Have you ever wished you could read someone’s mind? Or telepathically communicate with them? You’ll feel like you can do both within the confines of The Mind, a brilliant little card game from Wolfgang Warsch and Pandasaurus Games.
The concept of this co-operative card game for 2-4 players may seem simplistic or trivial, but it’s one simple caveat that turns this from a good game into a great game: players are not allowed to directly communicate with one another in any way.
This unique, special little game plays in 20 minutes or less and acts as both a main course for board game nights and as a palette cleanser, perhaps after some heavier games have hit the table. It takes less than 5 minutes to teach and, in my experience, you rarely only play one game once it gets going.
ARTWORK AND COMPONENTS
The Mind doesn’t really come with a whole lot of components, and that’s not a negative, just a fact. Inside you’ll find 100 cards from 1-100, 12 level cards, 5 life cards and 3 throwing star cards. That’s the entire game. Its portability and tiny size make it a great choice for trips where space is an issue or even for train or plane rides where you’re looking for something fun to pass the time. It’s the perfect game to throw in your pocket before heading over to a gathering.
In terms of artwork, there’s nothing wrong with any of it, but it’s also nothing special. The 100 number cards don’t offer much flair, with giant numbers for all players to read and smaller ones in the corners that are perfect for sorting your hand. This isn’t exactly the type of game where you’re coming in expecting extravagant artwork or beautiful visuals, though, so I didn’t really mind the generic, simplistic approach.
Theme lovers might find themselves disappointed. There isn’t really much here, as you can imagine with this type of game. An odd rabbit character features on all the life cards and the box art, though I never really was able to discern a purpose for this character. Whether it’s an inside joke on the part of the designer or meaningful in some way that I’m not picking up on, I’m not sure, but there really isn’t a theme here at all when it comes to the artwork. This never bothered my gaming groups and I feel like even if it had, it would have gone ignored or unnoticed given the nature of the game.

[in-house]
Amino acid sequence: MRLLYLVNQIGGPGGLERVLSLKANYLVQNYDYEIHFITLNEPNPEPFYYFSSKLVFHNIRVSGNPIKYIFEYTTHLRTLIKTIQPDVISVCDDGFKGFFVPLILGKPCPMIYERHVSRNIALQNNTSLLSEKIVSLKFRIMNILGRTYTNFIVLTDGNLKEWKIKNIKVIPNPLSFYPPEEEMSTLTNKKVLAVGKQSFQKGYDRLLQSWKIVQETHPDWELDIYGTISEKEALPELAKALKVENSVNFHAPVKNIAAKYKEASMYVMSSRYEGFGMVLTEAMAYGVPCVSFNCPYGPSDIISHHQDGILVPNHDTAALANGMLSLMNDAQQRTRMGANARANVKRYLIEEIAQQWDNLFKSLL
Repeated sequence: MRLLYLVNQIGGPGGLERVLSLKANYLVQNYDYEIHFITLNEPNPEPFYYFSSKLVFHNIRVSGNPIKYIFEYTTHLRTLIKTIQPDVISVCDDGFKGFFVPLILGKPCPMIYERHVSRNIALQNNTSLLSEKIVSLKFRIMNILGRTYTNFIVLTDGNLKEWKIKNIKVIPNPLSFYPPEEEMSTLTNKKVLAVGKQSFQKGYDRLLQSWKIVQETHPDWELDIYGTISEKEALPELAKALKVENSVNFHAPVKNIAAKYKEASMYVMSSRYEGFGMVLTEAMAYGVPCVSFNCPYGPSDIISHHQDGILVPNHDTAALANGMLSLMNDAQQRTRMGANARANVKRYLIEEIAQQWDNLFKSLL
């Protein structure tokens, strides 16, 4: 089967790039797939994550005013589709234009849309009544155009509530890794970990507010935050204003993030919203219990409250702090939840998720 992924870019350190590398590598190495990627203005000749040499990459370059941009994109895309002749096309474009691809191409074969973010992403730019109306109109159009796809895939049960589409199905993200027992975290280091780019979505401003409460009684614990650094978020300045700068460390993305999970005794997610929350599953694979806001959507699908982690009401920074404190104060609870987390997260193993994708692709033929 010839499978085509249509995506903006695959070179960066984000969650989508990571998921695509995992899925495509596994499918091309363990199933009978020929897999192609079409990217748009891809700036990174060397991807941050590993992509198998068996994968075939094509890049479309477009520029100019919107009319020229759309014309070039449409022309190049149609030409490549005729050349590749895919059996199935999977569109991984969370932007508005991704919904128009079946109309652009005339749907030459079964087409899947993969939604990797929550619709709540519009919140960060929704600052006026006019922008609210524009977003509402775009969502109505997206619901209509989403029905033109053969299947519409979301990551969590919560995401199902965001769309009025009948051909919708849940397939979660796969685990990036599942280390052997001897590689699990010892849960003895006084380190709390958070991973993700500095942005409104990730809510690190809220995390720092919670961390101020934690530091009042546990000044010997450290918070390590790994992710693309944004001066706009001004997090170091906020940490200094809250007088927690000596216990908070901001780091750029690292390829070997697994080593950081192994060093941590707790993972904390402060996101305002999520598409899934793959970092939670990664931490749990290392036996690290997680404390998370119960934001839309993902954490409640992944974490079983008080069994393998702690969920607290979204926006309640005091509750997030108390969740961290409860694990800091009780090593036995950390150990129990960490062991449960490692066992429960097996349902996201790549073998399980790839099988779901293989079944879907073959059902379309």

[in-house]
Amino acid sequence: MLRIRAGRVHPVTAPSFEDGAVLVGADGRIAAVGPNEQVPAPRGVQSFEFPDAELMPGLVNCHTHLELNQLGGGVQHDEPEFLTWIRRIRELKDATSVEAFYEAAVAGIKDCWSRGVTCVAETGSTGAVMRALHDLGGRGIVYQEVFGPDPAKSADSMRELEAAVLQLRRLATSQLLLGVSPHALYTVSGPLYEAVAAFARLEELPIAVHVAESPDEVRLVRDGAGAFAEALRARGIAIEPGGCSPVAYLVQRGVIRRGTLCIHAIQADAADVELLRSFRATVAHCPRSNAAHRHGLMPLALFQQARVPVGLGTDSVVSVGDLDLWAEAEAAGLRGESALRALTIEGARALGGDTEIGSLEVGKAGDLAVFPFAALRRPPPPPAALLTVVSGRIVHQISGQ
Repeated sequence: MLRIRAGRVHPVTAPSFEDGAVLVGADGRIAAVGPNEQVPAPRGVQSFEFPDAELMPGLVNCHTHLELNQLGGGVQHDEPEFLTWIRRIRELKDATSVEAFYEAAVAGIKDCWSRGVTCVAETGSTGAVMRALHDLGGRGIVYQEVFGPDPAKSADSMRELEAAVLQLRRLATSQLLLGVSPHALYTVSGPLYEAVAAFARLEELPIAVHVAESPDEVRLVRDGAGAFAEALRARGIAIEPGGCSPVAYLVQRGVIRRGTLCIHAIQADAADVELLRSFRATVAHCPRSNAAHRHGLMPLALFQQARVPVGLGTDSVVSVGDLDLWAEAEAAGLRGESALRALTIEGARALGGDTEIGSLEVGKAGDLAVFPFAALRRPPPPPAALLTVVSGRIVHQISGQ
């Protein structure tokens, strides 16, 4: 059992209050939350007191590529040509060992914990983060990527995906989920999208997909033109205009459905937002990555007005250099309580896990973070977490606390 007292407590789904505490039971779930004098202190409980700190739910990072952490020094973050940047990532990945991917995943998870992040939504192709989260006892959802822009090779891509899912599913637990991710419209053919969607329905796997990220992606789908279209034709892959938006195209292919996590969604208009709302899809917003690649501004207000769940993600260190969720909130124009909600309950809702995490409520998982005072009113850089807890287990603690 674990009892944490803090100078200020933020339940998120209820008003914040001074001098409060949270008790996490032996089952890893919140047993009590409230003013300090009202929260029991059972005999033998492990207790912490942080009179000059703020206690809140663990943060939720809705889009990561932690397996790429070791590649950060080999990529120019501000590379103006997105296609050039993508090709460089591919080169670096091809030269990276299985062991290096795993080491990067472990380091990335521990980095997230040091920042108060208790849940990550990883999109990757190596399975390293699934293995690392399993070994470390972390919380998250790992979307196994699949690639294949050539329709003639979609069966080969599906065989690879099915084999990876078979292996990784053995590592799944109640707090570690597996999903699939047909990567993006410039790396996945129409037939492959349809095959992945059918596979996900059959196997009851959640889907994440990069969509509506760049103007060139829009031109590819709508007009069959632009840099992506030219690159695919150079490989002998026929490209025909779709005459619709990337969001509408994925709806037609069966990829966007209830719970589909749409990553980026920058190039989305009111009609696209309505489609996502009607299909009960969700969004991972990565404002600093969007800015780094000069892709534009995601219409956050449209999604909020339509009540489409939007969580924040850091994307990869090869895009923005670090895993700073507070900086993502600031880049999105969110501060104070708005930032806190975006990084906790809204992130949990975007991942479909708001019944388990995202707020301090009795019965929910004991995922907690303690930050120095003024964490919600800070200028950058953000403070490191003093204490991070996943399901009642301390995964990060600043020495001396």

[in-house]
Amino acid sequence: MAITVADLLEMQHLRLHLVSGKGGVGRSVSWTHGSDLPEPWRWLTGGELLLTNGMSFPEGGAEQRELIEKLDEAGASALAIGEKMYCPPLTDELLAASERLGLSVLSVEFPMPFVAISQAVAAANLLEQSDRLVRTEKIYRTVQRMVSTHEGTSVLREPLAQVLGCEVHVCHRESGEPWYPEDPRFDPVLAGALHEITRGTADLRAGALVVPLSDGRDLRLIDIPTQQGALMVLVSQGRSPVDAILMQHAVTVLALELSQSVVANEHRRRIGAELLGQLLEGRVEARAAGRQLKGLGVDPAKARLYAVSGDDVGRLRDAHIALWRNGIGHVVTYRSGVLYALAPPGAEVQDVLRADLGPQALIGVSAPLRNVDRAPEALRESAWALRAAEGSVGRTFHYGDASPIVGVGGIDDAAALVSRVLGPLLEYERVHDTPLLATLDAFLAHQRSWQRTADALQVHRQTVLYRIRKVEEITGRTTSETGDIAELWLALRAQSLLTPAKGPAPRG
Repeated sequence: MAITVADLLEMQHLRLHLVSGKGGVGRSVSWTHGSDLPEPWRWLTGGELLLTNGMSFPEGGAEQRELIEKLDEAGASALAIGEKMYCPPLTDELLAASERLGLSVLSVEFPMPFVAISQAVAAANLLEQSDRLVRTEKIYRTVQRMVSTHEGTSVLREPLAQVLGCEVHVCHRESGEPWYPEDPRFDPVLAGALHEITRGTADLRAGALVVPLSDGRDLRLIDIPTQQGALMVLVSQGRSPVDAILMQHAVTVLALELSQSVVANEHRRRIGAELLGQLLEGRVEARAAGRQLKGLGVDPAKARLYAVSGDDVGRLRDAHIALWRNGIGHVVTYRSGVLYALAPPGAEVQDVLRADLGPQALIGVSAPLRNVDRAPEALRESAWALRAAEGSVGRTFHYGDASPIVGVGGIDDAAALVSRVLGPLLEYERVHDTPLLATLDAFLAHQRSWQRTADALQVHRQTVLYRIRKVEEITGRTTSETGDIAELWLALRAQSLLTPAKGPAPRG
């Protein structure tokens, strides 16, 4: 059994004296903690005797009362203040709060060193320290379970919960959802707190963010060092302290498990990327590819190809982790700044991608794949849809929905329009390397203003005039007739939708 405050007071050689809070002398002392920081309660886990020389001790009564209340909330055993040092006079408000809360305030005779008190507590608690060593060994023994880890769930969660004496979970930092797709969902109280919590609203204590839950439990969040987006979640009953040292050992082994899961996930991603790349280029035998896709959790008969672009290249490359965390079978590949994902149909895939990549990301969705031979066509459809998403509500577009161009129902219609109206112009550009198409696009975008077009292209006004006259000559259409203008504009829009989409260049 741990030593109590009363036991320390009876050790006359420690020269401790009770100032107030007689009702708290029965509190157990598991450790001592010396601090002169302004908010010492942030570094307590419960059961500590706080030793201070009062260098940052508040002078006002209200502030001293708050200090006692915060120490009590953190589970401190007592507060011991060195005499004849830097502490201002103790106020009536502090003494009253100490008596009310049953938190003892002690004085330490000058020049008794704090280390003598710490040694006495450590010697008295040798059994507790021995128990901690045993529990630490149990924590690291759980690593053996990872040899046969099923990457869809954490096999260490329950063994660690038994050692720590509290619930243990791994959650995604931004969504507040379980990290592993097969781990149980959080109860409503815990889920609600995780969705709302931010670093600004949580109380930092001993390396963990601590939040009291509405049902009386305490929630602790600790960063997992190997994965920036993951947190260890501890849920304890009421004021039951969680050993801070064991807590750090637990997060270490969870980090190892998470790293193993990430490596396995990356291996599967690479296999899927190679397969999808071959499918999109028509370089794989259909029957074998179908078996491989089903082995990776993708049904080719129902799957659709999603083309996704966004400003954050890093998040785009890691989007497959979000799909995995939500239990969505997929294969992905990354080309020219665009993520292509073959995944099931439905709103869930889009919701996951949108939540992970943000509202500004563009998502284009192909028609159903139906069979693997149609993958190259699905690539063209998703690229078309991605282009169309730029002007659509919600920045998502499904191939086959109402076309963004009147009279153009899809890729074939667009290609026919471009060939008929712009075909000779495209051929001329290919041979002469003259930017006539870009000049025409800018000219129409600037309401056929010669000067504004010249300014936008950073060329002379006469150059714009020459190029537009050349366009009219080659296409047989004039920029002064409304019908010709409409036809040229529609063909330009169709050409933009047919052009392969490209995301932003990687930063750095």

A minor note: this is definitely a game you’ll want to consider sleeving. Constant shuffling will lead to scuffs or marks on cards, especially identifiable or noticeable ones, which can ruin some of the experience if someone can tell what someone else has in their hand.
In several ways, The Mind is a sort of spiritual successor to The Game, a 2015 Spiel Des Jahres nominee. But where The Game solely revolved around the idea of playing ascending numbers in strategic fashion as its foundation, The Mind uses that concept as a piece of a wholly different foundation: reading each other’s minds. After a few sessions of The Mind, you realize that playing the cards is just the mechanic chosen to highlight the real beauty of this game.
The design and mechanics of The Mind are essentially there to facilitate interesting player connection and interaction. The majority of your time will be spent reading other players’ body language, discerning information by how long they wait to play cards, and calculating when it makes most sense to take a risk or to play it safe. The genius of this design is that every group of people you play with will feel a little different. Everyone will have a slightly different playstyle; some players will be more risky or forthcoming with playing cards, others will be more timid, reserved or scared of making a mistake. It’s your job to figure out the group you’re playing with and understand when it’s best to play your cards and when it’s best to wait.
I’m sure it sounds like The Mind relies a lot on luck, and it does, but only on a surface level. When you start the first level, everyone has a single card in their hand. Unless someone has a very low card, there’s going to be a period of time where everyone looks around the table, wondering who’s going to take the chance and play their card and see what happens. And while a lot of The Mind will feel like this in the initial couple levels of your experience, it’s really in the later levels and second, third, fourth or tenth playthroughs where it starts to shine. Once you learn the nuances and tendencies of your group, you start to play smarter, and it feels all the more rewarding because of it. The Mind is essentially a platform to make you feel like you’re becoming mentally connected and linked with your friends and surprisingly, it actually works! So while there is definitely a luck element to The Mind that may turn off some people, as you play more, it feels less luck-based and more skill-based as you learn how to play with your unique, specific group.